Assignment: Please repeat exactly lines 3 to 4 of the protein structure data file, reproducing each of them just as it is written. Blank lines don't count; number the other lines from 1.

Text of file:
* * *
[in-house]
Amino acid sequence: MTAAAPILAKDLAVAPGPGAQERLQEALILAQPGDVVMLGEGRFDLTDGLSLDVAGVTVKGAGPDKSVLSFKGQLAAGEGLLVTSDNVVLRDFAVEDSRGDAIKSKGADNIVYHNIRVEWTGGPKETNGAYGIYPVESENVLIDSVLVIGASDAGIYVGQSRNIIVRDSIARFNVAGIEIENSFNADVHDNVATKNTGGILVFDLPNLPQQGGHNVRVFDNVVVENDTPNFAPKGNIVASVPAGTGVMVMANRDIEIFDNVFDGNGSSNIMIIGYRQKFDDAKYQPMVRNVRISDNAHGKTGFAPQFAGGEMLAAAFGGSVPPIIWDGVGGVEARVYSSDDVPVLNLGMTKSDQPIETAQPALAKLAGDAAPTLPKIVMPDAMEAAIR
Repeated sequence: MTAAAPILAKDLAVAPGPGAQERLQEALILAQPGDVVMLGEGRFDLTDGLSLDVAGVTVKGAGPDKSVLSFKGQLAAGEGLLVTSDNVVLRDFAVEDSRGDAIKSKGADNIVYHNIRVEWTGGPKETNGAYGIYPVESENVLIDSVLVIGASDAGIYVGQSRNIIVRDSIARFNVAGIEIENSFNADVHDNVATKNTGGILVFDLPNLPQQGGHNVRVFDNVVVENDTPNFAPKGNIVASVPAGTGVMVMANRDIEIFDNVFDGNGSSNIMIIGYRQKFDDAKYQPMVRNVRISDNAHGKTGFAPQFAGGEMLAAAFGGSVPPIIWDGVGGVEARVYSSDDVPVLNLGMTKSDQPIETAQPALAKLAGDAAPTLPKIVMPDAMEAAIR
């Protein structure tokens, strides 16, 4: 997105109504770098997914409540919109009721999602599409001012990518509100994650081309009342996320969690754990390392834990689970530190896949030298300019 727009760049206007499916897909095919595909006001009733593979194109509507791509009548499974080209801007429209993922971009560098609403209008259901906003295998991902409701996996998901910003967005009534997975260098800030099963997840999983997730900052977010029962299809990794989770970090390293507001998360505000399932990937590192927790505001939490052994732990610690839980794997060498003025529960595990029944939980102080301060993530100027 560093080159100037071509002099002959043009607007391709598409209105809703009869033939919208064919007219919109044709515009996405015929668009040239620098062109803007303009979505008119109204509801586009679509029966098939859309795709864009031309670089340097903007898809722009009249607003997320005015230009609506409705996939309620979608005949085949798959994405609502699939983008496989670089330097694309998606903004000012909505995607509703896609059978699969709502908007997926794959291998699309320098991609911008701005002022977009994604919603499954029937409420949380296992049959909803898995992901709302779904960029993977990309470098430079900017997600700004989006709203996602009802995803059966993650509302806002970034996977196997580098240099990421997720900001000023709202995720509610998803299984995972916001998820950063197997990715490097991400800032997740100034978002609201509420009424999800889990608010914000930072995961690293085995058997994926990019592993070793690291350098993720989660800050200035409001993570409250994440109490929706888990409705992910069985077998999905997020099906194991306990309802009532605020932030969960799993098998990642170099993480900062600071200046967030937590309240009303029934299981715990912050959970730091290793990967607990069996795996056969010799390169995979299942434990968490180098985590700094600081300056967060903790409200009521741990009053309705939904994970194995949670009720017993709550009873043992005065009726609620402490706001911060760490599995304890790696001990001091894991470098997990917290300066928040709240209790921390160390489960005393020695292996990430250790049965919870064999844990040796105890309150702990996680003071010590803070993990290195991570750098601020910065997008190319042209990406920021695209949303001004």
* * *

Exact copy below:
Repeated sequence: MTAAAPILAKDLAVAPGPGAQERLQEALILAQPGDVVMLGEGRFDLTDGLSLDVAGVTVKGAGPDKSVLSFKGQLAAGEGLLVTSDNVVLRDFAVEDSRGDAIKSKGADNIVYHNIRVEWTGGPKETNGAYGIYPVESENVLIDSVLVIGASDAGIYVGQSRNIIVRDSIARFNVAGIEIENSFNADVHDNVATKNTGGILVFDLPNLPQQGGHNVRVFDNVVVENDTPNFAPKGNIVASVPAGTGVMVMANRDIEIFDNVFDGNGSSNIMIIGYRQKFDDAKYQPMVRNVRISDNAHGKTGFAPQFAGGEMLAAAFGGSVPPIIWDGVGGVEARVYSSDDVPVLNLGMTKSDQPIETAQPALAKLAGDAAPTLPKIVMPDAMEAAIR
């Protein structure tokens, strides 16, 4: 997105109504770098997914409540919109009721999602599409001012990518509100994650081309009342996320969690754990390392834990689970530190896949030298300019 727009760049206007499916897909095919595909006001009733593979194109509507791509009548499974080209801007429209993922971009560098609403209008259901906003295998991902409701996996998901910003967005009534997975260098800030099963997840999983997730900052977010029962299809990794989770970090390293507001998360505000399932990937590192927790505001939490052994732990610690839980794997060498003025529960595990029944939980102080301060993530100027 560093080159100037071509002099002959043009607007391709598409209105809703009869033939919208064919007219919109044709515009996405015929668009040239620098062109803007303009979505008119109204509801586009679509029966098939859309795709864009031309670089340097903007898809722009009249607003997320005015230009609506409705996939309620979608005949085949798959994405609502699939983008496989670089330097694309998606903004000012909505995607509703896609059978699969709502908007997926794959291998699309320098991609911008701005002022977009994604919603499954029937409420949380296992049959909803898995992901709302779904960029993977990309470098430079900017997600700004989006709203996602009802995803059966993650509302806002970034996977196997580098240099990421997720900001000023709202995720509610998803299984995972916001998820950063197997990715490097991400800032997740100034978002609201509420009424999800889990608010914000930072995961690293085995058997994926990019592993070793690291350098993720989660800050200035409001993570409250994440109490929706888990409705992910069985077998999905997020099906194991306990309802009532605020932030969960799993098998990642170099993480900062600071200046967030937590309240009303029934299981715990912050959970730091290793990967607990069996795996056969010799390169995979299942434990968490180098985590700094600081300056967060903790409200009521741990009053309705939904994970194995949670009720017993709550009873043992005065009726609620402490706001911060760490599995304890790696001990001091894991470098997990917290300066928040709240209790921390160390489960005393020695292996990430250790049965919870064999844990040796105890309150702990996680003071010590803070993990290195991570750098601020910065997008190319042209990406920021695209949303001004």